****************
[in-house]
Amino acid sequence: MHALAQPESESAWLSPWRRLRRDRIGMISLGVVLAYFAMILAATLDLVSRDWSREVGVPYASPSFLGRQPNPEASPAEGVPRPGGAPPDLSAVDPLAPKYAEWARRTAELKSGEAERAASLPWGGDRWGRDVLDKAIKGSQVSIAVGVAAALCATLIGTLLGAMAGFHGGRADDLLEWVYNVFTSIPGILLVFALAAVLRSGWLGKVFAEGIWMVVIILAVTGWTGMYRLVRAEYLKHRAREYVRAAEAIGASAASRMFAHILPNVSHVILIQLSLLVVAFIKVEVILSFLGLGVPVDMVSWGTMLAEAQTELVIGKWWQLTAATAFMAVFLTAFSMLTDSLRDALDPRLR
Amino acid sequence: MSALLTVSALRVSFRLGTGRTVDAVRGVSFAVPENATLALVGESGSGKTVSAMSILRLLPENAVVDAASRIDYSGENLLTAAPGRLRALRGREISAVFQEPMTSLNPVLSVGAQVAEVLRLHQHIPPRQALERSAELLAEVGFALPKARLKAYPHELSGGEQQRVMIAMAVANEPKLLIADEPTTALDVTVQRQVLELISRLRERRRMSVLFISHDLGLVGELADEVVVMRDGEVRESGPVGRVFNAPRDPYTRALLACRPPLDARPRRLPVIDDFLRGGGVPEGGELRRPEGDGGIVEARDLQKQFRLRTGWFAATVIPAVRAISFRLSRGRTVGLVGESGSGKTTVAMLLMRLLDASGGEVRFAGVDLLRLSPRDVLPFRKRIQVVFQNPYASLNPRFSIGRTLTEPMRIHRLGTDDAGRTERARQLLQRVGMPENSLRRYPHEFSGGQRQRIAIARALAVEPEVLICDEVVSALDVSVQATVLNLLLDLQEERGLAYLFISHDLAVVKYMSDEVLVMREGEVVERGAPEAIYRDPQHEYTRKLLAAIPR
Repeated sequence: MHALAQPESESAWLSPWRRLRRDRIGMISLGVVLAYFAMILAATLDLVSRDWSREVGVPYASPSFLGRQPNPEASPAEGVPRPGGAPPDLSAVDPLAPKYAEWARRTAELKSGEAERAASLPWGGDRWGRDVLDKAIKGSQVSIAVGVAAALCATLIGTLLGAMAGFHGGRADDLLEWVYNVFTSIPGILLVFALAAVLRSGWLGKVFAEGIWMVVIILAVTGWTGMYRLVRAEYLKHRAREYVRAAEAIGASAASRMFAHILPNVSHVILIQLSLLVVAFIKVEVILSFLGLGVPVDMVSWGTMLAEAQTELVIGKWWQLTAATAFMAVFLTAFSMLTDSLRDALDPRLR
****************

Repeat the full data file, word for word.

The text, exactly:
[in-house]
Amino acid sequence: MHALAQPESESAWLSPWRRLRRDRIGMISLGVVLAYFAMILAATLDLVSRDWSREVGVPYASPSFLGRQPNPEASPAEGVPRPGGAPPDLSAVDPLAPKYAEWARRTAELKSGEAERAASLPWGGDRWGRDVLDKAIKGSQVSIAVGVAAALCATLIGTLLGAMAGFHGGRADDLLEWVYNVFTSIPGILLVFALAAVLRSGWLGKVFAEGIWMVVIILAVTGWTGMYRLVRAEYLKHRAREYVRAAEAIGASAASRMFAHILPNVSHVILIQLSLLVVAFIKVEVILSFLGLGVPVDMVSWGTMLAEAQTELVIGKWWQLTAATAFMAVFLTAFSMLTDSLRDALDPRLR
Amino acid sequence: MSALLTVSALRVSFRLGTGRTVDAVRGVSFAVPENATLALVGESGSGKTVSAMSILRLLPENAVVDAASRIDYSGENLLTAAPGRLRALRGREISAVFQEPMTSLNPVLSVGAQVAEVLRLHQHIPPRQALERSAELLAEVGFALPKARLKAYPHELSGGEQQRVMIAMAVANEPKLLIADEPTTALDVTVQRQVLELISRLRERRRMSVLFISHDLGLVGELADEVVVMRDGEVRESGPVGRVFNAPRDPYTRALLACRPPLDARPRRLPVIDDFLRGGGVPEGGELRRPEGDGGIVEARDLQKQFRLRTGWFAATVIPAVRAISFRLSRGRTVGLVGESGSGKTTVAMLLMRLLDASGGEVRFAGVDLLRLSPRDVLPFRKRIQVVFQNPYASLNPRFSIGRTLTEPMRIHRLGTDDAGRTERARQLLQRVGMPENSLRRYPHEFSGGQRQRIAIARALAVEPEVLICDEVVSALDVSVQATVLNLLLDLQEERGLAYLFISHDLAVVKYMSDEVLVMREGEVVERGAPEAIYRDPQHEYTRKLLAAIPR
Repeated sequence: MHALAQPESESAWLSPWRRLRRDRIGMISLGVVLAYFAMILAATLDLVSRDWSREVGVPYASPSFLGRQPNPEASPAEGVPRPGGAPPDLSAVDPLAPKYAEWARRTAELKSGEAERAASLPWGGDRWGRDVLDKAIKGSQVSIAVGVAAALCATLIGTLLGAMAGFHGGRADDLLEWVYNVFTSIPGILLVFALAAVLRSGWLGKVFAEGIWMVVIILAVTGWTGMYRLVRAEYLKHRAREYVRAAEAIGASAASRMFAHILPNVSHVILIQLSLLVVAFIKVEVILSFLGLGVPVDMVSWGTMLAEAQTELVIGKWWQLTAATAFMAVFLTAFSMLTDSLRDALDPRLR